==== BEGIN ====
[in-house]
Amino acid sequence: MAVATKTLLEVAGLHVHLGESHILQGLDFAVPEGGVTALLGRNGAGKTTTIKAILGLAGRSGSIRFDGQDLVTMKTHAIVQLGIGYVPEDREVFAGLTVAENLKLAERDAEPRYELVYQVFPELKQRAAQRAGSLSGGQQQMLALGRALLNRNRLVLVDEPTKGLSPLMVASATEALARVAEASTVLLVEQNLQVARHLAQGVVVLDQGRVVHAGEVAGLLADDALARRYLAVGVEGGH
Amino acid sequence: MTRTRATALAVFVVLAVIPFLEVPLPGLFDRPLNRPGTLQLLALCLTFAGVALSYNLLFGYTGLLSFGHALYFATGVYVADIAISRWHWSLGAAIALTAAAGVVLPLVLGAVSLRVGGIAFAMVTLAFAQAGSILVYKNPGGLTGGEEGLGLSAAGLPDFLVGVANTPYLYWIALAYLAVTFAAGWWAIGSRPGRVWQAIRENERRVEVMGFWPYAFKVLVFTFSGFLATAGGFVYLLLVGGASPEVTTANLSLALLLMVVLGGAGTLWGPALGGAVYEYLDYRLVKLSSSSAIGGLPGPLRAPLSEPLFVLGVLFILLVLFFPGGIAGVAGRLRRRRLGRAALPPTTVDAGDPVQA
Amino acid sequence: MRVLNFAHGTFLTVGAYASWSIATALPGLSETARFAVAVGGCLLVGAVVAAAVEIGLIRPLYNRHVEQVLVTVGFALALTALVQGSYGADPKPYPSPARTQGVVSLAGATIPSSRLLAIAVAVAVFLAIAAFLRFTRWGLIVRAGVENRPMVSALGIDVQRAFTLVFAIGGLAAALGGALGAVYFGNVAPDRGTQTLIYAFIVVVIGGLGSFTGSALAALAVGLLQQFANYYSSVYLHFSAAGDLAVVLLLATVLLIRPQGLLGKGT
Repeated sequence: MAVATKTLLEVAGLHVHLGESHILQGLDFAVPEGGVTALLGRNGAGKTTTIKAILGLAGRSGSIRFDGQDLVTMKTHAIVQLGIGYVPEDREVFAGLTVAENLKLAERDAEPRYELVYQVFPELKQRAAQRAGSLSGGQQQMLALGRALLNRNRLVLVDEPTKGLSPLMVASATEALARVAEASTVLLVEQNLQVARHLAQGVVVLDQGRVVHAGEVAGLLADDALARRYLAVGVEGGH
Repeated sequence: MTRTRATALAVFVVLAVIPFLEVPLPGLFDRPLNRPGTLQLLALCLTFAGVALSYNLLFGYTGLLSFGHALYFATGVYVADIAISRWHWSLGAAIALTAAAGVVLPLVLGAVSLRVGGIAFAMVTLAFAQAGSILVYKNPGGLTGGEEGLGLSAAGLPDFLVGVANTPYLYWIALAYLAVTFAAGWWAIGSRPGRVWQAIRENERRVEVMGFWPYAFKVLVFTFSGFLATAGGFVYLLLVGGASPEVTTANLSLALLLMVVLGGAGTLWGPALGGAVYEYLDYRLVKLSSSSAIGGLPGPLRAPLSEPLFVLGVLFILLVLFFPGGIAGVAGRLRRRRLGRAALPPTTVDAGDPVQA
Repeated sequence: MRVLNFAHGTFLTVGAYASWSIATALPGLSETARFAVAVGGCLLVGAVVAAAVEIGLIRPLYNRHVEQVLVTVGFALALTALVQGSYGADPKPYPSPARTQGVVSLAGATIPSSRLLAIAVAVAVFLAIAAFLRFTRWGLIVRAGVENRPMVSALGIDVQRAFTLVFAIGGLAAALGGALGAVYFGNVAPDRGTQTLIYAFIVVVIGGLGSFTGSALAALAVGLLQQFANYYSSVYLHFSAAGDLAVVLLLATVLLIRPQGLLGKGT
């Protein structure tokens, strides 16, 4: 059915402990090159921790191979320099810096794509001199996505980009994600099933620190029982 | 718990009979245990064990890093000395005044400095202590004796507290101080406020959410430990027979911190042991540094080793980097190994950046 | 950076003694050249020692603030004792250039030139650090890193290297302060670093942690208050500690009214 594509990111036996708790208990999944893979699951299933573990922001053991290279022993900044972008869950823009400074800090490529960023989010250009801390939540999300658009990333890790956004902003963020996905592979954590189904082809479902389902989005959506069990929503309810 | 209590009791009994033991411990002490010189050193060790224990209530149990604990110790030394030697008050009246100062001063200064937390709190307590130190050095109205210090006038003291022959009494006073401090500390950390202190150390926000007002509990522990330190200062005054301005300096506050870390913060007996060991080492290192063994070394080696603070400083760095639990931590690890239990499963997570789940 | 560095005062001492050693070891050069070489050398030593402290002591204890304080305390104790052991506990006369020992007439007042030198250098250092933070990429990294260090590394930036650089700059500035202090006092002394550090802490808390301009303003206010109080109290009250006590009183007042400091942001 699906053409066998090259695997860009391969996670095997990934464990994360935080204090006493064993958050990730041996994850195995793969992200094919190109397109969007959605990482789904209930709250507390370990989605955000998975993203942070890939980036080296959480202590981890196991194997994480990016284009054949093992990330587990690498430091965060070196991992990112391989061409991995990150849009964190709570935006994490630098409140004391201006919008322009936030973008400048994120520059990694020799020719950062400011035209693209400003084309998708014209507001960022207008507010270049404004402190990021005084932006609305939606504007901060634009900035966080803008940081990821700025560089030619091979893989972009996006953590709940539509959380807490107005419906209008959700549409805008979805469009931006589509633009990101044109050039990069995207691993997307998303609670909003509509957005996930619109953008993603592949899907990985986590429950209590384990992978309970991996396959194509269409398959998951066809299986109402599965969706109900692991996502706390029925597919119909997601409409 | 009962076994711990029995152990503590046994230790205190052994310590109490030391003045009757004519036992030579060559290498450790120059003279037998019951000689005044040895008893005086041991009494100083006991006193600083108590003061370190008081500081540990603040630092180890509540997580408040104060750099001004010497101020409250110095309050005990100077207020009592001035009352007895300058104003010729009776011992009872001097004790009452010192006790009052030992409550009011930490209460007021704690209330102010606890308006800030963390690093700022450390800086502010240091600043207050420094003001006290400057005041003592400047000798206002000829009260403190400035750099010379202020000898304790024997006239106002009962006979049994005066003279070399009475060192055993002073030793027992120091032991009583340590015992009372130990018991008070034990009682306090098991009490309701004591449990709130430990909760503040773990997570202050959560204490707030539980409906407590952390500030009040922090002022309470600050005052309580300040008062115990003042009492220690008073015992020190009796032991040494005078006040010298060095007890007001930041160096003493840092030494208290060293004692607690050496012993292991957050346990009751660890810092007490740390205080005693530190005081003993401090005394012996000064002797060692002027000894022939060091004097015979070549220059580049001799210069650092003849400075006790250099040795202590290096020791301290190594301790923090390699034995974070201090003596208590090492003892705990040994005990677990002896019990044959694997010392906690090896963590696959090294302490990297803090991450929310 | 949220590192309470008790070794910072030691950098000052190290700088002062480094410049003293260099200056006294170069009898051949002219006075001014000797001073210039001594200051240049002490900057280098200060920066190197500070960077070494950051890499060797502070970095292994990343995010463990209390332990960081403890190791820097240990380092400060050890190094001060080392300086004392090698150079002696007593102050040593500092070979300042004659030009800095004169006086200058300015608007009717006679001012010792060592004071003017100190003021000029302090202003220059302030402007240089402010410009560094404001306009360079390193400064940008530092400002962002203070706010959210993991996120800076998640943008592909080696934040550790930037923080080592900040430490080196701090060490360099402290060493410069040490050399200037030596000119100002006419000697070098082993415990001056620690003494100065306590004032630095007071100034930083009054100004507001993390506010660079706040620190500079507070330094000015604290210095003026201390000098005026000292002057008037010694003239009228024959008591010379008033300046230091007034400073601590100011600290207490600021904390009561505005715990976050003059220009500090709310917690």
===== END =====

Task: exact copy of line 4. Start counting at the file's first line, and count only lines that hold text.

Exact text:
Amino acid sequence: MRVLNFAHGTFLTVGAYASWSIATALPGLSETARFAVAVGGCLLVGAVVAAAVEIGLIRPLYNRHVEQVLVTVGFALALTALVQGSYGADPKPYPSPARTQGVVSLAGATIPSSRLLAIAVAVAVFLAIAAFLRFTRWGLIVRAGVENRPMVSALGIDVQRAFTLVFAIGGLAAALGGALGAVYFGNVAPDRGTQTLIYAFIVVVIGGLGSFTGSALAALAVGLLQQFANYYSSVYLHFSAAGDLAVVLLLATVLLIRPQGLLGKGT